Brother of murdered doctor takes stand
Day 19 of the Preston Strong murder trial got under way with a pair of defense witnesses called to the stand because they wouldn't be able to testify later this month when the defense presents its side of the case.
The first of the witnesses Tuesday was Dr. Jagdish Gill, the older brother of Yuma physician Santinder Gill, who was found dead inside his home at 4596 W. La Quinta Loop on Nov. 1, 2007. He had been suffocated and had blunt-force trauma to his head. Investigators also found that the home was filled with natural gas and lit candles, and a large sum of money was missing.
Strong has been charged with two counts of first-degree murder, one count of kidnapping, one count of armed robbery, one count of burglary, two counts of aggravated assault and one count of attempted arson in the murder.
During her questioning of Dr. Jagdish Gill, defense attorney Kristi Riggins asked him about some information he and other members of the family provided to Yuma police shortly after the murder that could have been a motive for someone other than her client to have killed his brother.
Prosecutor William Katz of the Yuma County Attorney's Office objected to the line of questioning, saying that under Arizona Rules of Criminal Procedure, Rule 15.2(d), the defense had not provided the prosecution with the proper written notice prior to the trial that it had intended to introduce this evidence.
Superior Court Judge John Nelson, who is presiding over the bench trial, sustained Katz's objection and ordered Riggins not to continue with the line of questioning.
During his testimony, Jagdish Gill answered many questions about his younger brother, saying he had worked at a veterans hospital in Martinsburg, W.Va., for over 25 years before retiring from there. He said that his brother and Dr. Sudeer Gogte, the owner of the Desert Heart Vascular Center, were roommates in medical school, and that Gogte had asked him to come work with him.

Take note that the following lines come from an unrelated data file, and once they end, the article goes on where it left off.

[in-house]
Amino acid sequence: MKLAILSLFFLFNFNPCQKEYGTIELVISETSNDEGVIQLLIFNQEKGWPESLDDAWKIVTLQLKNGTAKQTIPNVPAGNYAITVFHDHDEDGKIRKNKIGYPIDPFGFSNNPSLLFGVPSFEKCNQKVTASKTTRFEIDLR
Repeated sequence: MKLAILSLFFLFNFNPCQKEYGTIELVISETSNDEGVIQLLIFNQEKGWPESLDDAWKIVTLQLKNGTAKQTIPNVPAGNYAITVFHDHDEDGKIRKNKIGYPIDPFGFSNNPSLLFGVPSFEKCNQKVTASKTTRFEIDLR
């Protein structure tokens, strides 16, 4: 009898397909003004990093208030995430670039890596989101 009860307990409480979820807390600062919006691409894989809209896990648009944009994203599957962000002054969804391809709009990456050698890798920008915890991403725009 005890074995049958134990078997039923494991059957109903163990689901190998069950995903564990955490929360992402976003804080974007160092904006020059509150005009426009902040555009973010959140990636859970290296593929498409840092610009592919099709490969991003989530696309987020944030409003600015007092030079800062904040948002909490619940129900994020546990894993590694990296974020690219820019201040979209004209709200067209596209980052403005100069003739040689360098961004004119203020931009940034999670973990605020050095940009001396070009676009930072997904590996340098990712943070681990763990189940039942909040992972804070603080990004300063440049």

“(Santinder Gill) wanted to be useful,” said of his brother. “He didn't want to be bored.”
Gill, who also testified that he spoke with his brother quite regularly, said another reason his brother chose to come to Yuma was for a change of scenery after a 2003 divorce from his wife.
“(Santinder Gill) was kind of devastated. Although their marriage was on the rocks, he had no idea how bad their relationship was.”
He testified that despite his brother being on antidepressants, he was not depressed by the divorce. In fact, he said, his brother never seemed happier, having taken up photography and expressing a newly found interest in religious studies. He had also become interested in cooking.
“He was at his happiest in Yuma. He was quite an interesting person in that aspect.”
Gill also testified about calling his brother the day after he was murdered and not recognizing the voice of the man who answered the phone. He said at the time, he was not aware that his brother had been murdered and that the phone had been found by a canal bank.
James Gilbert can be reached at firstname.lastname@example.org or 539-6854. Find him on Facebook at www.Facebook.com/YSJamesGilbert or on Twitter @YSJamesGilbert.